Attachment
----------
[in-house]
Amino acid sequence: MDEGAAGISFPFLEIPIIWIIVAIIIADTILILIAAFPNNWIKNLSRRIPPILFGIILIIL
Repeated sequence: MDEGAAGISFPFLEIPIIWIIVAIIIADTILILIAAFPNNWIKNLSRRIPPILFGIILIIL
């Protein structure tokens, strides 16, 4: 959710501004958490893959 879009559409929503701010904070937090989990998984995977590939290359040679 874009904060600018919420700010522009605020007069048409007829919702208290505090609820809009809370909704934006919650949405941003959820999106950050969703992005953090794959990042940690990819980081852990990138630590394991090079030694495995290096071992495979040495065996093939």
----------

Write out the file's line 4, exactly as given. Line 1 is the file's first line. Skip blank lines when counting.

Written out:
């Protein structure tokens, strides 16, 4: 959710501004958490893959 879009559409929503701010904070937090989990998984995977590939290359040679 874009904060600018919420700010522009605020007069048409007829919702208290505090609820809009809370909704934006919650949405941003959820999106950050969703992005953090794959990042940690990819980081852990990138630590394991090079030694495995290096071992495979040495065996093939």